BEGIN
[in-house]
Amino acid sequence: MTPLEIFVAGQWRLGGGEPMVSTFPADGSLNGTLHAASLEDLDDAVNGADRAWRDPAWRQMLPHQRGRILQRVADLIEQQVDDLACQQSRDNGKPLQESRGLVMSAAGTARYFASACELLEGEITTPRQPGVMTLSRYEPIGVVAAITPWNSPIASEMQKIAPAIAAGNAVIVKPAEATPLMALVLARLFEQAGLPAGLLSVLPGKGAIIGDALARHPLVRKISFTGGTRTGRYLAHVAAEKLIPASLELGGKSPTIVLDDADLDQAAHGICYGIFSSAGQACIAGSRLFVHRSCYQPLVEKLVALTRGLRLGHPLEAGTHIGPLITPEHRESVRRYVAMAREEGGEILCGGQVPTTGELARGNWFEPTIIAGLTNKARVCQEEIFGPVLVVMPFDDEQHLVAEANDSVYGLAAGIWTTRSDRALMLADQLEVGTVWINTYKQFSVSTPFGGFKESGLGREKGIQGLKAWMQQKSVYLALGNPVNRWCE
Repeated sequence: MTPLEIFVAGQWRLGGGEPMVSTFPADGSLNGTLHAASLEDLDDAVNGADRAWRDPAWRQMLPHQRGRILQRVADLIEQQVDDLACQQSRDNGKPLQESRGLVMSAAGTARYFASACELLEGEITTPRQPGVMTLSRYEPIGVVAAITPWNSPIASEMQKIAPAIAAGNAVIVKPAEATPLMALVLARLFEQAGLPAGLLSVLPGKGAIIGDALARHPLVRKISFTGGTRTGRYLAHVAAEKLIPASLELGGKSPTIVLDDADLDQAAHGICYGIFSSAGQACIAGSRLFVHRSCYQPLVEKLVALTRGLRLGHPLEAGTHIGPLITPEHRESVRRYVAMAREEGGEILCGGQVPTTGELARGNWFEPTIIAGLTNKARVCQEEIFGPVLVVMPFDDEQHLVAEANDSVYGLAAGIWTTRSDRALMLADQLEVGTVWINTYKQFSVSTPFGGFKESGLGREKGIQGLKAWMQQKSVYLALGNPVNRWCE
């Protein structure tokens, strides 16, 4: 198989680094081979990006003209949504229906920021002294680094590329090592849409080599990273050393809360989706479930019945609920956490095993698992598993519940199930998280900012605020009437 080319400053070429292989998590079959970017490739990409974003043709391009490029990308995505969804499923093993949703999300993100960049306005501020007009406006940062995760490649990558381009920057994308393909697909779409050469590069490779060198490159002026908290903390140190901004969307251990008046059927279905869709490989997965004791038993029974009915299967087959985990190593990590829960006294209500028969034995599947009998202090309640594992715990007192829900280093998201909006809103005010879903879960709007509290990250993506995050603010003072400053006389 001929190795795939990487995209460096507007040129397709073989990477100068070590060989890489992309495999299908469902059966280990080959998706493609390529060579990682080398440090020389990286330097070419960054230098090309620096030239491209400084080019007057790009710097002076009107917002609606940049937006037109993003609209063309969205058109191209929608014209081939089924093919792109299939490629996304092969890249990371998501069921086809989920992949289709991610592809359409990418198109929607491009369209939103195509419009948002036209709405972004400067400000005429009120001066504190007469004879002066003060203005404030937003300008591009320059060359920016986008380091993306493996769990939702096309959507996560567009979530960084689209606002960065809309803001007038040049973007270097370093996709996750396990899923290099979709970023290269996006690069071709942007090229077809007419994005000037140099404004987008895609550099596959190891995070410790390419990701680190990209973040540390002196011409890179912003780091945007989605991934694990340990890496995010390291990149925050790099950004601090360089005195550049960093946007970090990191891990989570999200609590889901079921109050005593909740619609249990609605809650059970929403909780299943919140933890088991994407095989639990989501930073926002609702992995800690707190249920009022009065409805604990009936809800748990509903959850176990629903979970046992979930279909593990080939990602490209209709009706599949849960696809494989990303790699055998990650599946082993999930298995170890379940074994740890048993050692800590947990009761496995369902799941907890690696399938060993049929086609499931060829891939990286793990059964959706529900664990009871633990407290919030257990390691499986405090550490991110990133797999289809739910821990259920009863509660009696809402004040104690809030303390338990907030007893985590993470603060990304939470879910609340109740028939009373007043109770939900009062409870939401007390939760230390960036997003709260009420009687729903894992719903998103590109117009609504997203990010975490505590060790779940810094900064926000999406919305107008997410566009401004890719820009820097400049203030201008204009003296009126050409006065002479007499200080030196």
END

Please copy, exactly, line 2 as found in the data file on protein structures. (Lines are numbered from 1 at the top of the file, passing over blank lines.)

Amino acid sequence: MTPLEIFVAGQWRLGGGEPMVSTFPADGSLNGTLHAASLEDLDDAVNGADRAWRDPAWRQMLPHQRGRILQRVADLIEQQVDDLACQQSRDNGKPLQESRGLVMSAAGTARYFASACELLEGEITTPRQPGVMTLSRYEPIGVVAAITPWNSPIASEMQKIAPAIAAGNAVIVKPAEATPLMALVLARLFEQAGLPAGLLSVLPGKGAIIGDALARHPLVRKISFTGGTRTGRYLAHVAAEKLIPASLELGGKSPTIVLDDADLDQAAHGICYGIFSSAGQACIAGSRLFVHRSCYQPLVEKLVALTRGLRLGHPLEAGTHIGPLITPEHRESVRRYVAMAREEGGEILCGGQVPTTGELARGNWFEPTIIAGLTNKARVCQEEIFGPVLVVMPFDDEQHLVAEANDSVYGLAAGIWTTRSDRALMLADQLEVGTVWINTYKQFSVSTPFGGFKESGLGREKGIQGLKAWMQQKSVYLALGNPVNRWCE